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  • This was all the more probable owing to the fact that since the Constitution of 1867 there had been a certain analogy between the franchise for the Reichsrat, the Territorial Diets, and the elected commercial bodies.

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    0
  • These conditions were undoubtedly determined by the critical political situation from 1908 onward, which made it probable that, sooner or later, the Habsburg Monarchy would have to fight for its right to exist.

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  • It is probable, however, that the worship of Odin was once common to most of the Teutonic peoples.

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    0
  • Therapic and jecoleic acids apparently do not occur elsewhere in the animal kingdom, and it is probable that the therapeutic properties of the oil are associated with the presence of these acids, and not with the small amount of iodine present as was at one time supposed.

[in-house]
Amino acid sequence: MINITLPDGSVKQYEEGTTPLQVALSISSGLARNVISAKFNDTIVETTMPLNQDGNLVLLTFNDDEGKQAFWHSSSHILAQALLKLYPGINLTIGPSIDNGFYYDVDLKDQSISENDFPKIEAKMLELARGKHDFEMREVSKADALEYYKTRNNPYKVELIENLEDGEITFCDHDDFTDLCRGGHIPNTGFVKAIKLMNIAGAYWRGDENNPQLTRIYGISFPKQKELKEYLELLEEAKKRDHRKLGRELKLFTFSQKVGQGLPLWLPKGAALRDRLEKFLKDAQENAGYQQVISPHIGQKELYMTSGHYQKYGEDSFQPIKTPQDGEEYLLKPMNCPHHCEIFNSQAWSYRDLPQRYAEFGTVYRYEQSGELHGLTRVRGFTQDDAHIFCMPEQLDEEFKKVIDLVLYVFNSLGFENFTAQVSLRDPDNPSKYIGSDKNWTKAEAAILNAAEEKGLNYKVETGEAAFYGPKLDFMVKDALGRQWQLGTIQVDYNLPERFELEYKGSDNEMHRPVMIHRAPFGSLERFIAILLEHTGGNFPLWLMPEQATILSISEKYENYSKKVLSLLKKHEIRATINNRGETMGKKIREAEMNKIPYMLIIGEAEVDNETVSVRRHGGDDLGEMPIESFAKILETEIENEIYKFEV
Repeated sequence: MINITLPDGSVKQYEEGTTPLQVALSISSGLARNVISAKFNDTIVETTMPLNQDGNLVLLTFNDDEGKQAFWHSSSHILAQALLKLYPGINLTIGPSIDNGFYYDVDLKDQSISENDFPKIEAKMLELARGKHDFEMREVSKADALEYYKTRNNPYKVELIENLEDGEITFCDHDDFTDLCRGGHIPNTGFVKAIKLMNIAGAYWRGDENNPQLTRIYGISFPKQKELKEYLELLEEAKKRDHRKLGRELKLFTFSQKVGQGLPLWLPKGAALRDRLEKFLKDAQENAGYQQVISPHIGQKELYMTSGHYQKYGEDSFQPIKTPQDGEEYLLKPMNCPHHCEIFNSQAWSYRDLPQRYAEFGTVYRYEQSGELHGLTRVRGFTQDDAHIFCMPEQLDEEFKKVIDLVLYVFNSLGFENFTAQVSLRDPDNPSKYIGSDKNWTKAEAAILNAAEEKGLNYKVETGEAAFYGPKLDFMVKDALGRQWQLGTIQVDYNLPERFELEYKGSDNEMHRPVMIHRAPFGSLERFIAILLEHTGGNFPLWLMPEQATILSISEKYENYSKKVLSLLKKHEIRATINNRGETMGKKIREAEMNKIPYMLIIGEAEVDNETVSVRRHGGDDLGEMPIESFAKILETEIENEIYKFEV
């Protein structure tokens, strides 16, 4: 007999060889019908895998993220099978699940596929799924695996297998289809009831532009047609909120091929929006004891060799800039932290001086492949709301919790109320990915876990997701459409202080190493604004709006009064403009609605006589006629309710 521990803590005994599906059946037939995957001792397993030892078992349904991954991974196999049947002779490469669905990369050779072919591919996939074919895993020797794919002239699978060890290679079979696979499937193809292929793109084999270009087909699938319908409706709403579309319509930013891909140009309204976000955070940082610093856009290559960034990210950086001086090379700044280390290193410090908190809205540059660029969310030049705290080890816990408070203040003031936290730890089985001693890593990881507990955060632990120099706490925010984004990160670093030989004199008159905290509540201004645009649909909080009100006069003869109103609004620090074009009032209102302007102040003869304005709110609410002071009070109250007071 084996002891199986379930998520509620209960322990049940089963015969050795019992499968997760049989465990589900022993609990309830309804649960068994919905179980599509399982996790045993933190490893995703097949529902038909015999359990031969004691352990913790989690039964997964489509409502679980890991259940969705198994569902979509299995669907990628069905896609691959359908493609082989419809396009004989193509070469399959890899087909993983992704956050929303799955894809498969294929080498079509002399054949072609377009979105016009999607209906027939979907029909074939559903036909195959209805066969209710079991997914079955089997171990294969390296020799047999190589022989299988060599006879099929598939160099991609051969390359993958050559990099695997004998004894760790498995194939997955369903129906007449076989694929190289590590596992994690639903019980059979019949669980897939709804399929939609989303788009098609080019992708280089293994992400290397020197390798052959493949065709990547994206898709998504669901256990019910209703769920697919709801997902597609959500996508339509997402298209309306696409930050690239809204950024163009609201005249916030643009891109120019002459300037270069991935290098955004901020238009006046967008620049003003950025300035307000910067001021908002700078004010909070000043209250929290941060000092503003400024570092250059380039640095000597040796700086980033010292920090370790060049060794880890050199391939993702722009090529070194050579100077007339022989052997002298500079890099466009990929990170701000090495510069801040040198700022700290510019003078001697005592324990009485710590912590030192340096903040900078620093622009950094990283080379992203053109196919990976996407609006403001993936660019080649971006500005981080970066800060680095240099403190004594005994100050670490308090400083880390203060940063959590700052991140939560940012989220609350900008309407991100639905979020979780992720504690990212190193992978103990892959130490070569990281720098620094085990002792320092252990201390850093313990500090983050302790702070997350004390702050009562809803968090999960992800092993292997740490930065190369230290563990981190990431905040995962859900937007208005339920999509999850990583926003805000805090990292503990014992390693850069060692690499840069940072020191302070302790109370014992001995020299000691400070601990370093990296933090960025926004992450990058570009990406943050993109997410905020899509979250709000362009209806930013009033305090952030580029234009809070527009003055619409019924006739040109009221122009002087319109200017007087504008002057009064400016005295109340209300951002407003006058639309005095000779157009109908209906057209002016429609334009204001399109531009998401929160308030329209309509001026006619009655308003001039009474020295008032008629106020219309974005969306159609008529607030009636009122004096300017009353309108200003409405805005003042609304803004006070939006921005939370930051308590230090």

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  • That treasonable talk went on seems certain, but it is probable that matters went no further.

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  • Bruzen Lamartiniere states in his Dictionnaire Geographique that the Gauls and Bretons called it by a word signifying "the forest," which was turned into Latin as Arduenna silva, and he thinks it quite probable that the name was really derived from the Celtic word ardu (dark, obscure).

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  • He then agreed to spend six months of each year with the king and six months in his own land; but his first stay at the royal court extended to eight months, and it is probable that the annual visit to Wales was curtailed if not altogether discontinued.